Ecstasy

Why do we write fiction? There are all sorts of mundane or usual answers to that question–to express ourselves, to tell a story, to entertain, to explore the human condition, to be well-known, to be known well, to be wealthy. But there are other answers that have more to do with the actual moment of creation. It’s perhaps a little more personal and therefore embarrassing or revealing to talk about–or revelatory. It’s the moment when you feel as if you are outside your body yet more intensely inside your body than ever before. It’s the spark, the shock that makes you keep slogging through endless days when all you’re doing is marching through pages and hoping that the rewrites, the editor in you, will salvage the material. Is it simply a matter of allowing the world into you like water poured into an empty glass? Is it a manifestation of something else entirely?

***

Every detail on the sidewalk, from a rage of red-orange leaves to a green meandering crack in the concrete, took on a binocular significance. It was a forethought of the awareness that overtook him when he wrote: the premonition of something moving through him and onto the page, the pen in hand become a blur and the heart so full, limbs aflame, body with fever. Like sparks burrowing into you until, finally conquered, you become vessel, container not containedtrapped and freeand all the little hairs on your arms rise, and you feel as if your own skin has been painlessly flayed back to reveal, beneath the perfect diagram of veins and arteries, the beauty and horror of the worldthe words like tiny mysteries and the combinations of words solutions to those mysteries, and yet more mysterious for the revelation…

9 comments on “Ecstasy

  1. I love the thrill of creating something new, taking something bizarre and bringing it to life.

  2. Andy says:

    Often i just write. I have no idea what i am going to write but I find it a very therapeutic experience. Most of the time it makes no sense, all i do is start writing and I go where my writing leads. Much of it is un-publishable but that is not the reason i write. I guess it is therapy to me. like long walks, or getting drunk is to other people. Free-form writing is what I call it. sometimes it seems to not come from me but it is like i am channeling it, other times it is a labour, but always it is interesting.

  3. Sir Tessa says:

    I don’t know. I suspect I’ll never know.

  4. Bill Ectric says:

    Nice.

    I have always loved creative writing. Maybe, in part, because my father let me sit at his desk and use his typewriter when I was a little kid, or that my mother taught me how to take different passages from the encyclopedia and synthesize them into my own words, and most probably as a means of recreating the unexplainable thrill of reading Poe, Hawthorne, Bradbury, and all the weird-tale-style magazines and comics.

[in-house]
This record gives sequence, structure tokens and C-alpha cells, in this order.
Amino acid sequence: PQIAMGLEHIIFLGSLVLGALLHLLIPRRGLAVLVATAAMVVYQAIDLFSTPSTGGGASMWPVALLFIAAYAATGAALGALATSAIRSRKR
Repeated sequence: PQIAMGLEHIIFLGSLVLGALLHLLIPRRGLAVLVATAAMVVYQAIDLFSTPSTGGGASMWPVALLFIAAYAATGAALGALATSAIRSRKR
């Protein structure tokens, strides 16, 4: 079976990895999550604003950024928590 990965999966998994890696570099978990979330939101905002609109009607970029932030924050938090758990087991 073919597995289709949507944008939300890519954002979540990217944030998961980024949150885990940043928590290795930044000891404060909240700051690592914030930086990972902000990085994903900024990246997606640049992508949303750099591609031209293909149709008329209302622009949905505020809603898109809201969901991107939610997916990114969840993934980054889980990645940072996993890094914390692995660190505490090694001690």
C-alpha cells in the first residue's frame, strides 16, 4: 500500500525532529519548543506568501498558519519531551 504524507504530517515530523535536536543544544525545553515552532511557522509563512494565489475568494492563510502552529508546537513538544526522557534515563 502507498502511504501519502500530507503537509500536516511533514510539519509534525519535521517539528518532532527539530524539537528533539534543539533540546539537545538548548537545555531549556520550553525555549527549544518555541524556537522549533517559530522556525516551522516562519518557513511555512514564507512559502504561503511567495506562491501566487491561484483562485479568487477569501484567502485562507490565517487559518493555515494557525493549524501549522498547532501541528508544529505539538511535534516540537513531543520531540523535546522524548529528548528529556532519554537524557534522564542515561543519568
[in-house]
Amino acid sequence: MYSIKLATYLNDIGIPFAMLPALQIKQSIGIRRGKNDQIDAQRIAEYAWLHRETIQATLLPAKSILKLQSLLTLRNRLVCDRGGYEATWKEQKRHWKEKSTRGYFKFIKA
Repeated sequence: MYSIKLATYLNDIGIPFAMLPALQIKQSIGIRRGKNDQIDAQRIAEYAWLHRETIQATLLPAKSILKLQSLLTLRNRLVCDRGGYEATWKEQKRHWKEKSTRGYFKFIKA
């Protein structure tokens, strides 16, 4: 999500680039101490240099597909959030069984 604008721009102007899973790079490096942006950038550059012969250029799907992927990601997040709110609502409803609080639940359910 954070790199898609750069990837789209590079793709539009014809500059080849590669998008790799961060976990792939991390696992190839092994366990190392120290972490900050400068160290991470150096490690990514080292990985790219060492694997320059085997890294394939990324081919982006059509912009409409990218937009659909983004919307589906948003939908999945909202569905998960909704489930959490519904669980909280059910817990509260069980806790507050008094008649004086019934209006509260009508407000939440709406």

Oh, and what Jeff said, definitely!

  5. Natania says:

    Plenty have speculated on the connection between our abilities to weave worlds from, seemingly, nothing, as a connection to Some Grand Story. I’m not sure. I certainly don’t know where or how the inclination occurs; in some people it’s as necessary a compulsion as breathing, eating, sleeping, that sort of thing, while others can hardly imagine that anyone would spend their precious time involved in worlds that don’t really exist.

    I tend to think that storytelling, all forms of fiction, is an art that’s ingrained in the DNA of our species, as a way for our oversized brains to cope with the world around us. Even the most alien worlds reflect ours in some ways, and help us to make connections and revive the concepts that have driven us on for so long: love, hatred, charity, greed, sacrifice, selfishness. Not that we ever really get it, but it’s something like a ongoing exploration, with every generation taking on the next stanza, adding their own melodies and harmonies to the song.

  6. Terry says:

    Funny — my husband just asked me this question last night — why I write. (He told me I was not allowed to answer that I write to have written, which is the state I prefer; the writing often approaches agony). I tend to write nonfiction rather than fiction, and consider myself to have little in the way of imagination. So I write reviews, essays, criticism, and scholarly work (as well as my day job — legal briefs and the like). Why do I write those things? To share my enthusiasms — to evangelize — as my way of thrusting something I love beneath the nose of another and saying, “Read this!” or “Look at the cool way these things relate to one another!”

    I am a wonderful audience. I think that’s truly my role in life I appreciate what other people create. And all of you who tell stories and create art need people like me to love what you do. But I need YOU more, because without you I couldn’t go on for as much as a single day.

    Thank you.

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